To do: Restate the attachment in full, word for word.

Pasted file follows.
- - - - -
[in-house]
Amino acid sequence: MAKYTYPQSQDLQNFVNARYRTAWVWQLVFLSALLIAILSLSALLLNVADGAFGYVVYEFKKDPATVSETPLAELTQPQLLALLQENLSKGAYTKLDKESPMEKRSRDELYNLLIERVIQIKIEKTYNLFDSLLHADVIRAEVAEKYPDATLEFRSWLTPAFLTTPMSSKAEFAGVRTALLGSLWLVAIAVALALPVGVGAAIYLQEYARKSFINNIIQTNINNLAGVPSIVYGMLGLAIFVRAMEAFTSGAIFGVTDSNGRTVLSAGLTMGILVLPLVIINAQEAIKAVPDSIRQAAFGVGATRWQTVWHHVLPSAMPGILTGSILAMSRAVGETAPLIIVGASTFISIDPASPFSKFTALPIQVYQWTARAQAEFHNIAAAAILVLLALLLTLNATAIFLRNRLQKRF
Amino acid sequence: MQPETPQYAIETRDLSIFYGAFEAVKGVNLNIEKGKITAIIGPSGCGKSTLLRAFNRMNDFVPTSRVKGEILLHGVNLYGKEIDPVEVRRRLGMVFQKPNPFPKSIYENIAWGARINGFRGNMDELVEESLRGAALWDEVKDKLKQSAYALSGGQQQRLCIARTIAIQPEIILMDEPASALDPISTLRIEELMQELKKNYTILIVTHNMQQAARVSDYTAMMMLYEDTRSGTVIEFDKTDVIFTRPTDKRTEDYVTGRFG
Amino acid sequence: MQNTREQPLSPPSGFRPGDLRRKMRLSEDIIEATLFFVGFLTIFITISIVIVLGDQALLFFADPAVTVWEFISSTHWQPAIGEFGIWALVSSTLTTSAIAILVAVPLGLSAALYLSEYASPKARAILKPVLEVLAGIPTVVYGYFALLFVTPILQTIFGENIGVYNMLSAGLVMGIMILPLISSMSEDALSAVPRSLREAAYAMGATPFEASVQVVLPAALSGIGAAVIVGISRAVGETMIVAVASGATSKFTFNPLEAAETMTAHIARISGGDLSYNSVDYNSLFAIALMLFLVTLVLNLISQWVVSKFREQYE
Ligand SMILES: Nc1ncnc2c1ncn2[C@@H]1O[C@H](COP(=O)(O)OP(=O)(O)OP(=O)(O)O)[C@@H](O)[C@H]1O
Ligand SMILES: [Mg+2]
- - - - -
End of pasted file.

[in-house]
Amino acid sequence: MAKYTYPQSQDLQNFVNARYRTAWVWQLVFLSALLIAILSLSALLLNVADGAFGYVVYEFKKDPATVSETPLAELTQPQLLALLQENLSKGAYTKLDKESPMEKRSRDELYNLLIERVIQIKIEKTYNLFDSLLHADVIRAEVAEKYPDATLEFRSWLTPAFLTTPMSSKAEFAGVRTALLGSLWLVAIAVALALPVGVGAAIYLQEYARKSFINNIIQTNINNLAGVPSIVYGMLGLAIFVRAMEAFTSGAIFGVTDSNGRTVLSAGLTMGILVLPLVIINAQEAIKAVPDSIRQAAFGVGATRWQTVWHHVLPSAMPGILTGSILAMSRAVGETAPLIIVGASTFISIDPASPFSKFTALPIQVYQWTARAQAEFHNIAAAAILVLLALLLTLNATAIFLRNRLQKRF
Amino acid sequence: MQPETPQYAIETRDLSIFYGAFEAVKGVNLNIEKGKITAIIGPSGCGKSTLLRAFNRMNDFVPTSRVKGEILLHGVNLYGKEIDPVEVRRRLGMVFQKPNPFPKSIYENIAWGARINGFRGNMDELVEESLRGAALWDEVKDKLKQSAYALSGGQQQRLCIARTIAIQPEIILMDEPASALDPISTLRIEELMQELKKNYTILIVTHNMQQAARVSDYTAMMMLYEDTRSGTVIEFDKTDVIFTRPTDKRTEDYVTGRFG
Amino acid sequence: MQNTREQPLSPPSGFRPGDLRRKMRLSEDIIEATLFFVGFLTIFITISIVIVLGDQALLFFADPAVTVWEFISSTHWQPAIGEFGIWALVSSTLTTSAIAILVAVPLGLSAALYLSEYASPKARAILKPVLEVLAGIPTVVYGYFALLFVTPILQTIFGENIGVYNMLSAGLVMGIMILPLISSMSEDALSAVPRSLREAAYAMGATPFEASVQVVLPAALSGIGAAVIVGISRAVGETMIVAVASGATSKFTFNPLEAAETMTAHIARISGGDLSYNSVDYNSLFAIALMLFLVTLVLNLISQWVVSKFREQYE
Ligand SMILES: Nc1ncnc2c1ncn2[C@@H]1O[C@H](COP(=O)(O)OP(=O)(O)OP(=O)(O)O)[C@@H](O)[C@H]1O
Ligand SMILES: [Mg+2]